Advent or Christmas?

Advent or Christmas?

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Advent and Christmas are liturgical seasons. Advent comes first and lasts about four weeks (there are always 4 Sundays of Advent). Only after Advent is complete does Christmas take place. December 25 marks the beginning of Christmas and goes through January 5.

How very different this is in today’s popular cultural. First of all, within popular culture, there is no Advent to speak of. Some have probably heard of “Advent calendars” in which every day a window of sorts is opened, or maybe into which a coin is inserted. Beyond that, Advent suffers from very low recognition outside of the church.

The fact is, the cultural season of Christmas begins on Thanksgiving Day and ends on December 25. It’s during this period of time that the airwaves are filled with Christmas music. And what happens to that music on December 26, the actual second day of Christmas? It suddenly vanishes! Why? Because Christmas is over. At least, that’s how it feels. Emotionally, it feels like the Christmas season takes place in December and concludes on Christmas Day.

4 purple candles with the overlay text, "Advent, a time to prepare"

But the truth is, despite what popular culture says is so, the weeks leading up to December 25 is actually a time of preparing for Christmas. That’s what Advent is about. It’s a time of preparation—not so much for the big Christmas party at work or the big choir cantata at church—but for the coming of God into our world. And then, on December 25 we finally celebrate the birth of Christ. Ideally, it’s between December 25 and January 5 that the airwaves would be filled with Christmas music.

As I see it, because you and I have a foot firmly planted in both worlds—the liturgical, church world as well as popular culture—the goal is to find a workable balance, to be able to enjoy the cultural season of Christmas throughout December, with its wonderful music, movies, food, gathering, etc., while also observing a holy Advent in which we intentionally hold back on the celebrations and also look ahead to our Lord’s return. At this time of year, we kind of have to do both at the same time.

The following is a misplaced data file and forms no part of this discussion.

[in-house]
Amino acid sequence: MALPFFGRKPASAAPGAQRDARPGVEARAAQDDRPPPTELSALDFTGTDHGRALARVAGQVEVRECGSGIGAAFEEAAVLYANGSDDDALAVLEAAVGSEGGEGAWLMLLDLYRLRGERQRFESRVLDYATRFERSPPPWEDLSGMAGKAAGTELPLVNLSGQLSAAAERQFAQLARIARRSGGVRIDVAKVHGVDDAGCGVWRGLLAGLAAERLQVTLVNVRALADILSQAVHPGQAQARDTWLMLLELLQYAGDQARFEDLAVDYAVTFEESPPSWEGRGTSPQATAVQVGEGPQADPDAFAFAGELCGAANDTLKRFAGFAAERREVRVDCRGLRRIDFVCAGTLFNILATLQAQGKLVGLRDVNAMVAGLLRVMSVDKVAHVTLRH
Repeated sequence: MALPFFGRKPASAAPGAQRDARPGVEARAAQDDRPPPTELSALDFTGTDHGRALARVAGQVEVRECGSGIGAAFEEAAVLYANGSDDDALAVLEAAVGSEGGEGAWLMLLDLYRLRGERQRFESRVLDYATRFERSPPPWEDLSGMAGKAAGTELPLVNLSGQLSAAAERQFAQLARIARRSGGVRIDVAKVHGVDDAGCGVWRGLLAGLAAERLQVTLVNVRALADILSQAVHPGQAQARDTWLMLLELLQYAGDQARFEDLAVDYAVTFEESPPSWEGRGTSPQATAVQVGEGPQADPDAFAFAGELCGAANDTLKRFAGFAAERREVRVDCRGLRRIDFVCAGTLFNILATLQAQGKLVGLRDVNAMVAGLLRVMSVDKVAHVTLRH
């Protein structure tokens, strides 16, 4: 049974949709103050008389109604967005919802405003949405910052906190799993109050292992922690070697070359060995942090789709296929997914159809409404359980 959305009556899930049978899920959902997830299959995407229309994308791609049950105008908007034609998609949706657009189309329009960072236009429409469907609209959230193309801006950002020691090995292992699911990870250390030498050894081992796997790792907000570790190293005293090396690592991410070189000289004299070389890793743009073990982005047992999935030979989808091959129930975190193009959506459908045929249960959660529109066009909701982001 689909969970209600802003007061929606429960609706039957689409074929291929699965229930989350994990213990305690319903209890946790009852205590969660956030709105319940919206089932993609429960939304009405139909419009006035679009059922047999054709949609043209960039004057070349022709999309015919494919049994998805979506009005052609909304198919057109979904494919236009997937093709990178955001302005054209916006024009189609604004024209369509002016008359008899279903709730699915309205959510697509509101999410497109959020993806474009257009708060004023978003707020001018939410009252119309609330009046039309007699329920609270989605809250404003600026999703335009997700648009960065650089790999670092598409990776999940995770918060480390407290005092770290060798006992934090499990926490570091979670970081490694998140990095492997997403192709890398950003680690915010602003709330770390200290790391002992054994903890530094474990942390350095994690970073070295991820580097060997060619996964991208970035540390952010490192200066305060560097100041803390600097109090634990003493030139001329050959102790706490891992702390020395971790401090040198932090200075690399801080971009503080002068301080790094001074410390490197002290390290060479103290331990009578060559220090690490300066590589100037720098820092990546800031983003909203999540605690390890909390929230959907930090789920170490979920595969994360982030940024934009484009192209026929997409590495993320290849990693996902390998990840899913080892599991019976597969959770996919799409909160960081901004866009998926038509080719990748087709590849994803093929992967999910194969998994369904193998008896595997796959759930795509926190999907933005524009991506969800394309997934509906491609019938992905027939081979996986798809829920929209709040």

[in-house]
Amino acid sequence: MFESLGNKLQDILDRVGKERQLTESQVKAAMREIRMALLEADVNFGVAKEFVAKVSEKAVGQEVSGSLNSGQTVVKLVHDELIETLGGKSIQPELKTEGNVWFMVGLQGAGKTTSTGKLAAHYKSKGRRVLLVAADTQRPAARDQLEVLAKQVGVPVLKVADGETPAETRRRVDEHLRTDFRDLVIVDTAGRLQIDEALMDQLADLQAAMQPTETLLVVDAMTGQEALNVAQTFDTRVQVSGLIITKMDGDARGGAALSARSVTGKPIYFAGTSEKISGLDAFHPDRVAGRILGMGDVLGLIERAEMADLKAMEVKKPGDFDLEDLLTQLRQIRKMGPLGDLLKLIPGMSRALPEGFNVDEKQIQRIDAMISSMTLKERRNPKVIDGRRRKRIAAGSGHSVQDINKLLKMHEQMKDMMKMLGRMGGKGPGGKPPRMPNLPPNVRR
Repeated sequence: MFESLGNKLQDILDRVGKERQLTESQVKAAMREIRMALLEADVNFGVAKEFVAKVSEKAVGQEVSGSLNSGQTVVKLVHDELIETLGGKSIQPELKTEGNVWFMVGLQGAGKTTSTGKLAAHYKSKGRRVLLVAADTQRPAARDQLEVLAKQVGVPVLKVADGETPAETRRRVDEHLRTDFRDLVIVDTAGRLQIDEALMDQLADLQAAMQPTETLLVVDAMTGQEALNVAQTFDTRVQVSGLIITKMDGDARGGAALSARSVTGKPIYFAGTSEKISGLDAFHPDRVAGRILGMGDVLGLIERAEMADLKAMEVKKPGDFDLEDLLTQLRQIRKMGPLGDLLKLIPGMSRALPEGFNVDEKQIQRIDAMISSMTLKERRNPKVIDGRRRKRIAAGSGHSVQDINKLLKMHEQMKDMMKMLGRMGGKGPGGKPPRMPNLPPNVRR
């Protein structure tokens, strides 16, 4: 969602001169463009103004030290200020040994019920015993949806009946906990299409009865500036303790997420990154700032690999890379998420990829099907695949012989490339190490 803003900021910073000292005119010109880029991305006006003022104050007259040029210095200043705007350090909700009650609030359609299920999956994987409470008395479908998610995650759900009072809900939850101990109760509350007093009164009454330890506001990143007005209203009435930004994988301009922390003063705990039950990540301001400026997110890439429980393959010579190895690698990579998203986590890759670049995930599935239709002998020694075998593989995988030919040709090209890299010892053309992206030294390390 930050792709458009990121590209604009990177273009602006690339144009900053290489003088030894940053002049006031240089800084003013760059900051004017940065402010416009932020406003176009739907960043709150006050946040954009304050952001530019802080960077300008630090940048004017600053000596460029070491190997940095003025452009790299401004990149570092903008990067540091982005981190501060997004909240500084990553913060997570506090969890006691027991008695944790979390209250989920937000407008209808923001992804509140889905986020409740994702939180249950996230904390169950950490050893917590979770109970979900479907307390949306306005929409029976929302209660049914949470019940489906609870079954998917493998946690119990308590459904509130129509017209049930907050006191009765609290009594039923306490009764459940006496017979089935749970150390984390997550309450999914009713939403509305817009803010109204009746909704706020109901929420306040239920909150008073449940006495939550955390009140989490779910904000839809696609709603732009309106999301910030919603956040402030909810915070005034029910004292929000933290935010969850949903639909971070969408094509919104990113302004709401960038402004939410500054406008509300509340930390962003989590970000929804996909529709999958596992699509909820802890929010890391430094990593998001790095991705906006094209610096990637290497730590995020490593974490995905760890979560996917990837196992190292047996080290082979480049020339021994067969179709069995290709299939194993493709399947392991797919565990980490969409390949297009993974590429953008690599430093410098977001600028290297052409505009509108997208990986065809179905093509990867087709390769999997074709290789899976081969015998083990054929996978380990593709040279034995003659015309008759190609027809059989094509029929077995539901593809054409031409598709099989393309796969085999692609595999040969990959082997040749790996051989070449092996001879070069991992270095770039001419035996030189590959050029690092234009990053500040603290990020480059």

4 lit candles with christmas tree lights in the background

In the church, the clash between Advent and Christmas is usually felt in worship. I’m talking about the debate of whether we sing only Advent hymns/songs during Advent, or do we also include Christmas hymn/carols during Advent? Through the years, I’ve comfortably settled in somewhere in the middle. Our hymnal contains 16 Advent hymns, 7 of which the average congregation is familiar. That covers about two weeks of singing. Then there’s the fact that most often the season of Christmas contains only 1 Sunday in which to sing over 30 Christmas hymns and carols found in our hymnal. Even in the occasional year when there are 2 Sundays of Christmas, that’s way too many songs to cram into the official season of Christmas.

So, as a way of musically honoring the separate-but-connected seasons of Advent and Christmas, here’s what you can expect from me in the four weeks of Advent: week 1: Advent hymns. Week 2: Advent hymns, then close with a transitional hymn. Weeks 3 and 4: Christmas carols with the “fully-charged”  Christmas carols (eg., Joy to the World) saved for Christmas Eve and the Sunday(s) of Christmas.

You are invited to observe and celebrate the holy season of Advent. It’s an important season. Then, by all means, celebrate the birth of Jesus with lots of great singing and rejoicing. Let’s do them both.


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